Facebook has formally informed its investors that it could be on the hook for billions more in back taxes if the Internal Revenue Service’s legal efforts are successful.
This notice comes weeks after federal investigators asked a judge in California to force Facebook to open up its financial and business records for 2010—the year that the social networking giant established a subsidiary in Ireland largely for tax reasons.
Facebook and many other tech firms have recently come under increased scrutiny for using this method to drastically—and legally—reduce tax burdens. The “Double Irish” technique was phased out in early 2015, but companies already using it have until 2020 to transition to something else.
Government investigators accuse Facebook of possibly not charging its Irish subsidiary enough to license its own technology, which has the effect of substantially lowering its tax obligations.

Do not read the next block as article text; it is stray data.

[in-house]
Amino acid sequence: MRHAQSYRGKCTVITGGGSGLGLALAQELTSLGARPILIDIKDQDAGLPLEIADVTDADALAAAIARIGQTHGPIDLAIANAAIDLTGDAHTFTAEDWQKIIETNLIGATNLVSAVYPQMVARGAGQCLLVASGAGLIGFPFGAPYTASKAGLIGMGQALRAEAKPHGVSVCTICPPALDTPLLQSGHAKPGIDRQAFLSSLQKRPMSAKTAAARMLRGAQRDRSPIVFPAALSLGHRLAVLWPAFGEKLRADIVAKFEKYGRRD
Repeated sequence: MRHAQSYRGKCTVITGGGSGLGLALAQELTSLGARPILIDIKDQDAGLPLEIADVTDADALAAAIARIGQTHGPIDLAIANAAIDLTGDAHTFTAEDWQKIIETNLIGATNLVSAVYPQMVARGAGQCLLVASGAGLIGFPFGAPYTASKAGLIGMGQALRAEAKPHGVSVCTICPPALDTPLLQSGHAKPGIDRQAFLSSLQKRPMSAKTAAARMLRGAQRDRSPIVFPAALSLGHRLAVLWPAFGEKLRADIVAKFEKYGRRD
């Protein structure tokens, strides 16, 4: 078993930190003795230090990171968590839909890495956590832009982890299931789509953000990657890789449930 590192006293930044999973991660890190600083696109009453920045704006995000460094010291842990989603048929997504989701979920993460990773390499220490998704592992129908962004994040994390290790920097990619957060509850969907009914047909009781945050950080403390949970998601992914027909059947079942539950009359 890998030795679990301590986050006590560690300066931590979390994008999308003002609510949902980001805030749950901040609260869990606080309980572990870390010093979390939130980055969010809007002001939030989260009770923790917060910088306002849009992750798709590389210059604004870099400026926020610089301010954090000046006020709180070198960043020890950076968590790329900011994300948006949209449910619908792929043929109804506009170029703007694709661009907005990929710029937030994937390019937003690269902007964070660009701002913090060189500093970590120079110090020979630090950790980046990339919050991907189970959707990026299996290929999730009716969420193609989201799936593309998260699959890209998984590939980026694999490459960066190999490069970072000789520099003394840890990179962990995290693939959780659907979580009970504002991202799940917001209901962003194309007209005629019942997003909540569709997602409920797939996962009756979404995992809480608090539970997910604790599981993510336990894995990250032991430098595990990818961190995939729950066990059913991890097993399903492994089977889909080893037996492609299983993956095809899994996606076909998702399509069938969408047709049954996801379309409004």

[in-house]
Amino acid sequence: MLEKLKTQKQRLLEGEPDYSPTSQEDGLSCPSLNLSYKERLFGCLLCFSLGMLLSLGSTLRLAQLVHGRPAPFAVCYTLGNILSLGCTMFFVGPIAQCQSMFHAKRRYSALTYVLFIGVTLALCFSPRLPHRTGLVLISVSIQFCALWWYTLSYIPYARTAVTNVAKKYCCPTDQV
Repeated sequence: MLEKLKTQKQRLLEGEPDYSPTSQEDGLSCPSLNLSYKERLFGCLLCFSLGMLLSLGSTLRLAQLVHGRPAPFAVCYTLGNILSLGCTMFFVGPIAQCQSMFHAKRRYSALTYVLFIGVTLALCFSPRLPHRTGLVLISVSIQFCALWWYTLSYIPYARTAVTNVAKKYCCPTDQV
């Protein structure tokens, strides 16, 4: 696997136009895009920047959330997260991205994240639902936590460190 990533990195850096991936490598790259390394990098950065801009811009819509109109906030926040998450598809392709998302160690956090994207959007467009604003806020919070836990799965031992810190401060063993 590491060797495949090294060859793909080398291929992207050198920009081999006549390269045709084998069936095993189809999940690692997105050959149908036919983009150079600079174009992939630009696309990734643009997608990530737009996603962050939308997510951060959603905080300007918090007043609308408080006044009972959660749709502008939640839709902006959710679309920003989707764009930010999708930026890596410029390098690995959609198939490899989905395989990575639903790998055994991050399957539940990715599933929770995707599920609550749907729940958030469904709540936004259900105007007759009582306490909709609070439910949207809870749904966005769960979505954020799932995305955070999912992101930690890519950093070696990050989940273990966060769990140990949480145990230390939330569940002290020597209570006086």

In a Thursday filing with the Securities and Exchange Commission, the company wrote:
On July 27, 2016, we received a Statutory Notice of Deficiency (Notice) from the IRS relating to transfer pricing with our foreign subsidiaries in conjunction with the examination of the 2010 tax year. While the Notice applies only to the 2010 tax year, the IRS states that it will also apply its position for tax years subsequent to 2010, which, if the IRS prevails in its position, could result in an additional federal tax liability of an estimated aggregate amount of approximately $3.0 – $5.0 billion, plus interest and any penalties asserted. We do not agree with the position …